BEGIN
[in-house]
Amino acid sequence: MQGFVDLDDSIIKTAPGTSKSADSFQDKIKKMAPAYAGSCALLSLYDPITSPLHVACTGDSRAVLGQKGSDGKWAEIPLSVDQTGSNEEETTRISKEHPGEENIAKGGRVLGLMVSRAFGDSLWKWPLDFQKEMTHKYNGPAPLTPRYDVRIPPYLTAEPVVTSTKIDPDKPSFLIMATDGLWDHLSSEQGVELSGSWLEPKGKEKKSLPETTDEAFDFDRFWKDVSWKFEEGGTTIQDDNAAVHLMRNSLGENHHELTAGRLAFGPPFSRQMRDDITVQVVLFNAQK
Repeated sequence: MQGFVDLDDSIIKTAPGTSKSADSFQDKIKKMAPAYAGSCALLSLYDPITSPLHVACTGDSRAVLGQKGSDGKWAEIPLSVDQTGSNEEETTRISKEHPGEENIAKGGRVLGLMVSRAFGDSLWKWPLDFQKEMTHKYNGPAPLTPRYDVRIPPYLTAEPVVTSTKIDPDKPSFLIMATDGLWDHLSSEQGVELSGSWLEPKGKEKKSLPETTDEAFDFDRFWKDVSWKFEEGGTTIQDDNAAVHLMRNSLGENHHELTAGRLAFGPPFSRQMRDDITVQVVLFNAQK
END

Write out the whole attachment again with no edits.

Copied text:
[in-house]
Amino acid sequence: MQGFVDLDDSIIKTAPGTSKSADSFQDKIKKMAPAYAGSCALLSLYDPITSPLHVACTGDSRAVLGQKGSDGKWAEIPLSVDQTGSNEEETTRISKEHPGEENIAKGGRVLGLMVSRAFGDSLWKWPLDFQKEMTHKYNGPAPLTPRYDVRIPPYLTAEPVVTSTKIDPDKPSFLIMATDGLWDHLSSEQGVELSGSWLEPKGKEKKSLPETTDEAFDFDRFWKDVSWKFEEGGTTIQDDNAAVHLMRNSLGENHHELTAGRLAFGPPFSRQMRDDITVQVVLFNAQK
Repeated sequence: MQGFVDLDDSIIKTAPGTSKSADSFQDKIKKMAPAYAGSCALLSLYDPITSPLHVACTGDSRAVLGQKGSDGKWAEIPLSVDQTGSNEEETTRISKEHPGEENIAKGGRVLGLMVSRAFGDSLWKWPLDFQKEMTHKYNGPAPLTPRYDVRIPPYLTAEPVVTSTKIDPDKPSFLIMATDGLWDHLSSEQGVELSGSWLEPKGKEKKSLPETTDEAFDFDRFWKDVSWKFEEGGTTIQDDNAAVHLMRNSLGENHHELTAGRLAFGPPFSRQMRDDITVQVVLFNAQK